So too as we pray, using the prayers of the Psalms.It’s no coincidence that the psalm that follows Psalm 22 is Psalm 23. The 23rd Psalm.It is not in Cheltenham’s art exhibition. But I would bring to mind another piece of art … it is one of the very first sculptures of Christ – one of the very first images of Christ. It is The Good Shepherd, a 3rd or 4th Century Roman sculpture from the catacombs in Rome: the shepherd carrying the sheep. That’s an image. That’s a prayer to bring to mind next.

From the weeping woman to the Good shepherd …

The Lord is my shepherd, I shall not want,
He maketh me to lie down in green pastures
He leadeth me beside the still waters,
He restoreth my soul
He leadeth me in the path of righteousness for his name’s sake.
Yea, though I walk through the valley of the shadow of death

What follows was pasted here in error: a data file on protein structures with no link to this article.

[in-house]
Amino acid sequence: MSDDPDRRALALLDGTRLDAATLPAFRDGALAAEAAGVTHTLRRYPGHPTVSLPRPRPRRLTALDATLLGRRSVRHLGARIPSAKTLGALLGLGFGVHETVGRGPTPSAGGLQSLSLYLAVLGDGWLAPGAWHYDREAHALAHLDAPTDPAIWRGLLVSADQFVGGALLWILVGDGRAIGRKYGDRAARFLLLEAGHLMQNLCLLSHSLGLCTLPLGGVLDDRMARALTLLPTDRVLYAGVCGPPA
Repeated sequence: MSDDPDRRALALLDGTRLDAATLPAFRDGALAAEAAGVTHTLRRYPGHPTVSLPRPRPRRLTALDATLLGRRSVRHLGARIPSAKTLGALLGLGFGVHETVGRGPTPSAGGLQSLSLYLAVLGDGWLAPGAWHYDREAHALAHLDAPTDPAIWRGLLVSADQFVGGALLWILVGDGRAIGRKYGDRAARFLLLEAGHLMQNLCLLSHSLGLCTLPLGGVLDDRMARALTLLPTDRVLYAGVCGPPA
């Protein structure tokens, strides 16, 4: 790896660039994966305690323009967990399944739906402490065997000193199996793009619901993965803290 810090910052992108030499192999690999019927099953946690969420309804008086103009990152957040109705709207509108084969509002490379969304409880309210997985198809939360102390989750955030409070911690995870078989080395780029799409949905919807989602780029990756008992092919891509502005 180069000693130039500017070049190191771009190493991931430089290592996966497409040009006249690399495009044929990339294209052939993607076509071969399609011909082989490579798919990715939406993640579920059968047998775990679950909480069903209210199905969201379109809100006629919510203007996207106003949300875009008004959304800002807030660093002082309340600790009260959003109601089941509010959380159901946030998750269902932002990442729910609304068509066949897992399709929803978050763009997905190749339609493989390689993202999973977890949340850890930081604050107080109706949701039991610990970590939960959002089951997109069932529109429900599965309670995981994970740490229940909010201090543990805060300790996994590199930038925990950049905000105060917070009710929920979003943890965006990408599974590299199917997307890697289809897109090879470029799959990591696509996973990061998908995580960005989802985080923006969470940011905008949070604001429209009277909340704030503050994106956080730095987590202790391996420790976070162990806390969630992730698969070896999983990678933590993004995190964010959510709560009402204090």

I will fear no evil for thou art with me.
Thy rod and thy staff they comfort me.

That’s it. Not that we can escape the valley of deep darkness. Rather, Christ in all his gentleness, in all his love is there walking with us through the valley to restore, and to comfort, to strengthen and renew.

Say the prayer and hold on to the truth …

Surely goodness and mercy shall follow me all the days of my life and I will dwell in the house of the Lord forever.

That brings us to Psalm 24.

A wonderful prayer of confidence.

The earth is the Lord’s and all that is in it, the world, and those who live in it; 2I love that kind of picture. The earth held in the hands of God. The loving hands. That sense in this prayer that we are held in God’s safe keeping.

How can we hold on to that? Where can we find such hope and such strengthening?

That brings me to my fourth psalm. Psalm 121